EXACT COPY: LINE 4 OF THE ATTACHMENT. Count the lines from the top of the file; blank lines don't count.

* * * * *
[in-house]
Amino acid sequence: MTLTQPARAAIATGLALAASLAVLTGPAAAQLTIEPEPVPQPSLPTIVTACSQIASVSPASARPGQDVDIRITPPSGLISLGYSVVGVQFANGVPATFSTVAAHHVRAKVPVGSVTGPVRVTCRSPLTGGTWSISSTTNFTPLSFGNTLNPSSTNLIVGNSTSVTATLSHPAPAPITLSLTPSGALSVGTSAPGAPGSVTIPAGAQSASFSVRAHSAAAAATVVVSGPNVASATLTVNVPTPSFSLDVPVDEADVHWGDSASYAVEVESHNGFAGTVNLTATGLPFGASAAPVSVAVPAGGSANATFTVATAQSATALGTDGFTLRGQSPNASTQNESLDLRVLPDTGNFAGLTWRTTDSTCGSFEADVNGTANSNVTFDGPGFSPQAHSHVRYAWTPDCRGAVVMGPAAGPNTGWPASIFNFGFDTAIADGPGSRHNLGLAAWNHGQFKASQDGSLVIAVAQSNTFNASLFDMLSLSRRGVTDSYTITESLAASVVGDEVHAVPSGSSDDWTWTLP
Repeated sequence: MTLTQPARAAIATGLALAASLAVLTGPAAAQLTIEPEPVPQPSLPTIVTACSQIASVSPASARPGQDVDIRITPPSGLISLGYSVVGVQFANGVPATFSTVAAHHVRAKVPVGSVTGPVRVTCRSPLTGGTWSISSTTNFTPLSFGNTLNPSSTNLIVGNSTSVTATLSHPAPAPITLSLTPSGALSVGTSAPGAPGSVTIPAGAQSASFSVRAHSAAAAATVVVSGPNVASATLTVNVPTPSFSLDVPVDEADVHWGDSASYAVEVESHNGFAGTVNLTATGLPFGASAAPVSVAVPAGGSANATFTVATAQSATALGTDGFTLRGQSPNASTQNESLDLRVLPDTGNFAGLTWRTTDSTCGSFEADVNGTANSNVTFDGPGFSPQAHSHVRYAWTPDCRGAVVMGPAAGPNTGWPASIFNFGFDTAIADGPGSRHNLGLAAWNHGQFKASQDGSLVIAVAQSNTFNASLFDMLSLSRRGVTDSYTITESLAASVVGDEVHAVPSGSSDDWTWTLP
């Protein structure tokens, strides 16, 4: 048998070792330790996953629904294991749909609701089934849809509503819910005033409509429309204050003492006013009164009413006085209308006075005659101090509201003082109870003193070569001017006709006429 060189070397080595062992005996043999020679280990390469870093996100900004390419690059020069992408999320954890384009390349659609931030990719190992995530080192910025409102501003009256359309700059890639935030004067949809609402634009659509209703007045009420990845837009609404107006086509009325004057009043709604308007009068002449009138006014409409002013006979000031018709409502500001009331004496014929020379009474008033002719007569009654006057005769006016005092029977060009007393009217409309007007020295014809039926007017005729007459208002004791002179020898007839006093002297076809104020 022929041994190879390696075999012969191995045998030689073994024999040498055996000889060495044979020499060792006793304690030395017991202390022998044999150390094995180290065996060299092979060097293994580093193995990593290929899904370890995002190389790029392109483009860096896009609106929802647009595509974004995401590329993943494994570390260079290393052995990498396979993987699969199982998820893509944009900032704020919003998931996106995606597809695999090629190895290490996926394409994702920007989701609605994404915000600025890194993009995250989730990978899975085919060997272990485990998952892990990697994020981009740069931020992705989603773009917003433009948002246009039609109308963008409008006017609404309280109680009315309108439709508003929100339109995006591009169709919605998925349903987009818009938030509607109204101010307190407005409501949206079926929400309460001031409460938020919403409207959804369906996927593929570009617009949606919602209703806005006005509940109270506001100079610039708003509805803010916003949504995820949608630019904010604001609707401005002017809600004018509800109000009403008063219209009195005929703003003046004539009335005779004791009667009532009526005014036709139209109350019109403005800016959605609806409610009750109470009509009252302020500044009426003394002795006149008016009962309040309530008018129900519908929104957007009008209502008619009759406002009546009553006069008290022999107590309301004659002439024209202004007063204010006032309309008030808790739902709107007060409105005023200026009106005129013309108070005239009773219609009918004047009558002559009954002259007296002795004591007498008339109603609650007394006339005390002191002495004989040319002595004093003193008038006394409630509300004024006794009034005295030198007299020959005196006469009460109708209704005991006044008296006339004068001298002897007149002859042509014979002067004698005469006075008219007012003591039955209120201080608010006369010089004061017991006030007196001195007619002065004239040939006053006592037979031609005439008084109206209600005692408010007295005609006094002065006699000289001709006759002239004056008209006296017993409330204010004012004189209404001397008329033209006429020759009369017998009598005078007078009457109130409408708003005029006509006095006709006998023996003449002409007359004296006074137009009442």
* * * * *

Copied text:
């Protein structure tokens, strides 16, 4: 048998070792330790996953629904294991749909609701089934849809509503819910005033409509429309204050003492006013009164009413006085209308006075005659101090509201003082109870003193070569001017006709006429 060189070397080595062992005996043999020679280990390469870093996100900004390419690059020069992408999320954890384009390349659609931030990719190992995530080192910025409102501003009256359309700059890639935030004067949809609402634009659509209703007045009420990845837009609404107006086509009325004057009043709604308007009068002449009138006014409409002013006979000031018709409502500001009331004496014929020379009474008033002719007569009654006057005769006016005092029977060009007393009217409309007007020295014809039926007017005729007459208002004791002179020898007839006093002297076809104020 022929041994190879390696075999012969191995045998030689073994024999040498055996000889060495044979020499060792006793304690030395017991202390022998044999150390094995180290065996060299092979060097293994580093193995990593290929899904370890995002190389790029392109483009860096896009609106929802647009595509974004995401590329993943494994570390260079290393052995990498396979993987699969199982998820893509944009900032704020919003998931996106995606597809695999090629190895290490996926394409994702920007989701609605994404915000600025890194993009995250989730990978899975085919060997272990485990998952892990990697994020981009740069931020992705989603773009917003433009948002246009039609109308963008409008006017609404309280109680009315309108439709508003929100339109995006591009169709919605998925349903987009818009938030509607109204101010307190407005409501949206079926929400309460001031409460938020919403409207959804369906996927593929570009617009949606919602209703806005006005509940109270506001100079610039708003509805803010916003949504995820949608630019904010604001609707401005002017809600004018509800109000009403008063219209009195005929703003003046004539009335005779004791009667009532009526005014036709139209109350019109403005800016959605609806409610009750109470009509009252302020500044009426003394002795006149008016009962309040309530008018129900519908929104957007009008209502008619009759406002009546009553006069008290022999107590309301004659002439024209202004007063204010006032309309008030808790739902709107007060409105005023200026009106005129013309108070005239009773219609009918004047009558002559009954002259007296002795004591007498008339109603609650007394006339005390002191002495004989040319002595004093003193008038006394409630509300004024006794009034005295030198007299020959005196006469009460109708209704005991006044008296006339004068001298002897007149002859042509014979002067004698005469006075008219007012003591039955209120201080608010006369010089004061017991006030007196001195007619002065004239040939006053006592037979031609005439008084109206209600005692408010007295005609006094002065006699000289001709006759002239004056008209006296017993409330204010004012004189209404001397008329033209006429020759009369017998009598005078007078009457109130409408708003005029006509006095006709006998023996003449002409007359004296006074137009009442």